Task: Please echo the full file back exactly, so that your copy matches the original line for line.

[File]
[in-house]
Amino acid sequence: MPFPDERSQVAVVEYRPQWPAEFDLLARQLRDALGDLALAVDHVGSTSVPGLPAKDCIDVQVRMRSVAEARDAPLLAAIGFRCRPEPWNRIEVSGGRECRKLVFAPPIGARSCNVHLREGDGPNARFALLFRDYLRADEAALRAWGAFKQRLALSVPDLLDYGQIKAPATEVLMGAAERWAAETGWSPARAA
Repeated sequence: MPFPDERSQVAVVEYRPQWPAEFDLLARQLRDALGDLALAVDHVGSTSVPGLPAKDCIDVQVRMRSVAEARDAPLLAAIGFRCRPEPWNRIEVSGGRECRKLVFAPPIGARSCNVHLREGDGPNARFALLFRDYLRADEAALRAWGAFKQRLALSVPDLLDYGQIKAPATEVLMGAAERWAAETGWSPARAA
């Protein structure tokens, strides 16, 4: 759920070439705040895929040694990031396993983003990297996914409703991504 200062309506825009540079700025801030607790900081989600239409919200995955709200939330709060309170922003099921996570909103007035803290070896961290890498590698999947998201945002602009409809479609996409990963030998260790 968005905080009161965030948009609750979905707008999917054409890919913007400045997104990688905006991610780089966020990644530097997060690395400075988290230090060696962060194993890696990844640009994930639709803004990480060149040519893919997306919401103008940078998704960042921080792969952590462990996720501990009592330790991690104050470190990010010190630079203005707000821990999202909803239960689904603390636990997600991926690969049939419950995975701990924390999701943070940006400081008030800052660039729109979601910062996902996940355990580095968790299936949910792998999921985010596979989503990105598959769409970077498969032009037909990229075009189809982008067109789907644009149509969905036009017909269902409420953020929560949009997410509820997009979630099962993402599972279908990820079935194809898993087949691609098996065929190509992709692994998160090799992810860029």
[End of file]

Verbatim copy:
[in-house]
Amino acid sequence: MPFPDERSQVAVVEYRPQWPAEFDLLARQLRDALGDLALAVDHVGSTSVPGLPAKDCIDVQVRMRSVAEARDAPLLAAIGFRCRPEPWNRIEVSGGRECRKLVFAPPIGARSCNVHLREGDGPNARFALLFRDYLRADEAALRAWGAFKQRLALSVPDLLDYGQIKAPATEVLMGAAERWAAETGWSPARAA
Repeated sequence: MPFPDERSQVAVVEYRPQWPAEFDLLARQLRDALGDLALAVDHVGSTSVPGLPAKDCIDVQVRMRSVAEARDAPLLAAIGFRCRPEPWNRIEVSGGRECRKLVFAPPIGARSCNVHLREGDGPNARFALLFRDYLRADEAALRAWGAFKQRLALSVPDLLDYGQIKAPATEVLMGAAERWAAETGWSPARAA
């Protein structure tokens, strides 16, 4: 759920070439705040895929040694990031396993983003990297996914409703991504 200062309506825009540079700025801030607790900081989600239409919200995955709200939330709060309170922003099921996570909103007035803290070896961290890498590698999947998201945002602009409809479609996409990963030998260790 968005905080009161965030948009609750979905707008999917054409890919913007400045997104990688905006991610780089966020990644530097997060690395400075988290230090060696962060194993890696990844640009994930639709803004990480060149040519893919997306919401103008940078998704960042921080792969952590462990996720501990009592330790991690104050470190990010010190630079203005707000821990999202909803239960689904603390636990997600991926690969049939419950995975701990924390999701943070940006400081008030800052660039729109979601910062996902996940355990580095968790299936949910792998999921985010596979989503990105598959769409970077498969032009037909990229075009189809982008067109789907644009149509969905036009017909269902409420953020929560949009997410509820997009979630099962993402599972279908990820079935194809898993087949691609098996065929190509992709692994998160090799992810860029």